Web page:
Chronic shortages in Cuba due to the failed economic policies of the Castro dictatorship are not only affecting Cubans, but livestock as well. The lack of chickenfeed and supplies has caused egg production to plummet, exacerbating an already difficult situation for Cubans struggling to put food on the table. Chalk up another glorious triumph for Cuba’s socialist revolution.
Egg production in Cuba plummets
The production of eggs in Cuba has plummeted by 50% due to the lack of feed and financing to acquire the raw materials needed, authorities have admitted.
In an interview with the state-run website Cubadebate, Jorge Luis Parapar López, president of the Food and Poultry Business Group (Gealav), said that “poultry production in Cuba at the moment is at 50% of its capacity, both in terms of the quantity of animals and production.”
Although the executive did not provide the total number of eggs produced – nor of chicken meat – during 2023, he did provide data indicating the crisis facing this sector amid the generalized crisis the country is going through.
According to Parapar, 99% of the raw materials used for feed production (also intended for pig production) are imported, such as corn and soy. With these, between 900 and 1,000 tons of feed are produced daily to feed the poultry.
However, it would be necessary to have between 1,500 and 1,600 tons daily if they were to have the total number of animals required by the national poultry program.
These quantities, the executive claims, would be enough to “meet the demand and have 10 or 15 eggs per consumer per month as before.”
The distribution of eggs through the ration book in Cuba has dropped to five eggs per person per month, but even that quantity is not fulfilled by the government in most provinces.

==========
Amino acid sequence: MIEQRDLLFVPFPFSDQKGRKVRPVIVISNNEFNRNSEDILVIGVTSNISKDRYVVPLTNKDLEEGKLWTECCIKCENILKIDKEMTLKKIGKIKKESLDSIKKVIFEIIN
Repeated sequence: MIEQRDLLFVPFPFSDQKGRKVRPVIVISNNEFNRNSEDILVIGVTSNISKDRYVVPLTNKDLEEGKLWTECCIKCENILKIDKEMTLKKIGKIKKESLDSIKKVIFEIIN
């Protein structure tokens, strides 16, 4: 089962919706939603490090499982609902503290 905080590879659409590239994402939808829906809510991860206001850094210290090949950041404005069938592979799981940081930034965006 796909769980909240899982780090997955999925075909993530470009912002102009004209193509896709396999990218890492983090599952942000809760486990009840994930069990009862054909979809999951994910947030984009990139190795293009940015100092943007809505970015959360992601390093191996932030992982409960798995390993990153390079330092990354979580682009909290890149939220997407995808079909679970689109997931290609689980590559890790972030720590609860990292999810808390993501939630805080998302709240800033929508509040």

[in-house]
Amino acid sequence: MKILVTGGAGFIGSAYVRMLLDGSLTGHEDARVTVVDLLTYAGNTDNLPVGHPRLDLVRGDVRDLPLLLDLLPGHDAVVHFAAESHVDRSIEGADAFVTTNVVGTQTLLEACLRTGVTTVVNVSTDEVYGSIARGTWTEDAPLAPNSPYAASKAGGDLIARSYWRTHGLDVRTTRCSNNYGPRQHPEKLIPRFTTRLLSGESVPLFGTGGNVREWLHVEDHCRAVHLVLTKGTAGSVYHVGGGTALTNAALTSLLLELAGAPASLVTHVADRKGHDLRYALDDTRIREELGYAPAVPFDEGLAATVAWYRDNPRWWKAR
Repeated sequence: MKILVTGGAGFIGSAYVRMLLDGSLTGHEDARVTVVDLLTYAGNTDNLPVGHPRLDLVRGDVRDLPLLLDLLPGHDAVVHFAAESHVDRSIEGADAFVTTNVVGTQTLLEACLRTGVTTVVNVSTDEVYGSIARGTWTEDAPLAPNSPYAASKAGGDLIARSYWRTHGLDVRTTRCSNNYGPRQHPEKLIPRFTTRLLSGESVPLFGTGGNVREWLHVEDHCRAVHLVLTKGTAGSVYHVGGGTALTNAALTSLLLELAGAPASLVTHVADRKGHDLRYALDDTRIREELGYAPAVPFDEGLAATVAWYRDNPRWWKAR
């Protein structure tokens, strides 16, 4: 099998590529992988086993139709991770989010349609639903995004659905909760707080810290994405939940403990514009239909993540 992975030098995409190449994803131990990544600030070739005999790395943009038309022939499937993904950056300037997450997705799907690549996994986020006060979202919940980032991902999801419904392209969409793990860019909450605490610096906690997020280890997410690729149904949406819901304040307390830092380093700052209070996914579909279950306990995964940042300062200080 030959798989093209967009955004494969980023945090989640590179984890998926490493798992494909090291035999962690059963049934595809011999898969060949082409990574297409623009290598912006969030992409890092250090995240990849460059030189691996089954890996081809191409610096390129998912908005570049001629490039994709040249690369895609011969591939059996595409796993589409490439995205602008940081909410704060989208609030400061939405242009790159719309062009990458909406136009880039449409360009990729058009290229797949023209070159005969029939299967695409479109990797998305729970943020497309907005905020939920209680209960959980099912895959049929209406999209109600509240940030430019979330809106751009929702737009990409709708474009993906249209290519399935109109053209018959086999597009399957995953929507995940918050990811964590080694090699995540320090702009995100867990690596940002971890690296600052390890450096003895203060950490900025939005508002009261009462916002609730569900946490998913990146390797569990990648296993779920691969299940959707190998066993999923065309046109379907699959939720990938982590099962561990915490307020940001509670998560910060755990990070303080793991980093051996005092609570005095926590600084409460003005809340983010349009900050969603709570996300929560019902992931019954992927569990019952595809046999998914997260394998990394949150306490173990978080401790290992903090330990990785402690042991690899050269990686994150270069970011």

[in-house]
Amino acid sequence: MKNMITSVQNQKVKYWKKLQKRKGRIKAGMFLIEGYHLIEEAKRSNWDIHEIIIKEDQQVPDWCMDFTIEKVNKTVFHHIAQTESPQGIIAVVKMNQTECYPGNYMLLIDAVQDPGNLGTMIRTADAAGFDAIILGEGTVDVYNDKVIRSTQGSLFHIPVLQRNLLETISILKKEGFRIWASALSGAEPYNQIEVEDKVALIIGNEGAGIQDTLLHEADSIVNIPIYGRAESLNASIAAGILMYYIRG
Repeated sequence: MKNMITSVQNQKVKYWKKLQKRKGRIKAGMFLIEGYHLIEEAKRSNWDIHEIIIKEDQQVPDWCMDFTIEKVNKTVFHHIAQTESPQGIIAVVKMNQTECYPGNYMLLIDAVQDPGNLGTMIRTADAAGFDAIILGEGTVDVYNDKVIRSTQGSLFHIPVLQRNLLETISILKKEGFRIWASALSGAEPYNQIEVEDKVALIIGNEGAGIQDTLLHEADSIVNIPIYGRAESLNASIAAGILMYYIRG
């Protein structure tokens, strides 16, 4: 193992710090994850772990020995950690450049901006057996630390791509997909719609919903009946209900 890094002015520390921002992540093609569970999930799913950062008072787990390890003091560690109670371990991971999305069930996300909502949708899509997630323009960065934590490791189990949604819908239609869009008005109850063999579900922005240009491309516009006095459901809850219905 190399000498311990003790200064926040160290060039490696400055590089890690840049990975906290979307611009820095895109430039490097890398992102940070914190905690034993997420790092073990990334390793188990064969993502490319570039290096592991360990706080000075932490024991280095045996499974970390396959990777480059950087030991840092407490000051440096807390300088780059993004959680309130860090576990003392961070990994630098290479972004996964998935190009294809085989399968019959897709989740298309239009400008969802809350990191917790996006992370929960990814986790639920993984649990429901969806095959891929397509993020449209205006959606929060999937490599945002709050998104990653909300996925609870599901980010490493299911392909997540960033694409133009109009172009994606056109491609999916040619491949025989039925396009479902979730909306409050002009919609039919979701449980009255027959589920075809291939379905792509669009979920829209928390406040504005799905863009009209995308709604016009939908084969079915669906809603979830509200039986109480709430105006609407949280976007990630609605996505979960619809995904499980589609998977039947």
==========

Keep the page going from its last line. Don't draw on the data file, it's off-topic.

Parapar blames the US government’s embargo for Cuba’s limitations in accessing the necessary raw materials to manufacture feed.
The report from Cubadebate stated that “the ‘blockade’ has also limited the entry of ships with raw materials into the country, and the few that do arrive do so through the port of Havana. Then, it has to be transported throughout the country, which implies more resource expenditure.”
“We are working in the midst of this tense situation,” the official stated.
Using this argument, he also justifies that egg production is not profitable. “The production cost of an egg ranges between 5.60 and 6 pesos, and it is sold to the population at 2.08, a difference that causes million-dollar losses to the company,” he asserted.
The director of Gealav revealed one more piece of data that highlights the critical situation of this sector in Cuba: last Saturday, on some farms, they gave the animals the last meal they had.
He claimed that in poultry farming, you need to work with three or four days of coverage to ensure that the hens have the necessary food. “A hen eats between 107 and 110 grams depending on age and laying percentage. That requires control, calculations, weighing the feed. Today, the country’s farms are operating with one day of coverage, and some gave the last meal they had today (last Saturday),” he specified.
Also, due to the fuel crisis, he acknowledged that feed takes longer to reach the farms, causing instability because “the hen is a very sensitive animal, easily stressed, and then the expected productive results are not achieved.”
In the first week of August, there was a critical situation with food, and production dropped from 2,400,000 to 200,000 eggs per day.
In May and June, technological problems in the egg carton factories in Havana and Jatibonico also affected poultry production. In the midst of peak production, Parapar pointed out, “thousands of eggs were lost because they didn’t have trays.”
He reported that during the last quarter of 2022 and the first two months of 2023, no incubation was carried out in the country because the government couldn’t import the necessary vaccines, which “represents a year and a half without being able to guarantee replacement” of the birds.
“More than 50 percent of the hens currently in Cuba are in the second forced molt, that is, in the second productive cycle, and some are even in a third, when the ideal is only one,” Parapar said. Due to aging, the hens do not achieve the expected performance and lay fewer eggs, even though they consume the same amount of food as always.
According to the executive, the poultry company expects to end the year with about 200,000 replaced hens out of the existing 500,000, and aims to replace the rest that are in the second productive cycle during the first semester of 2024.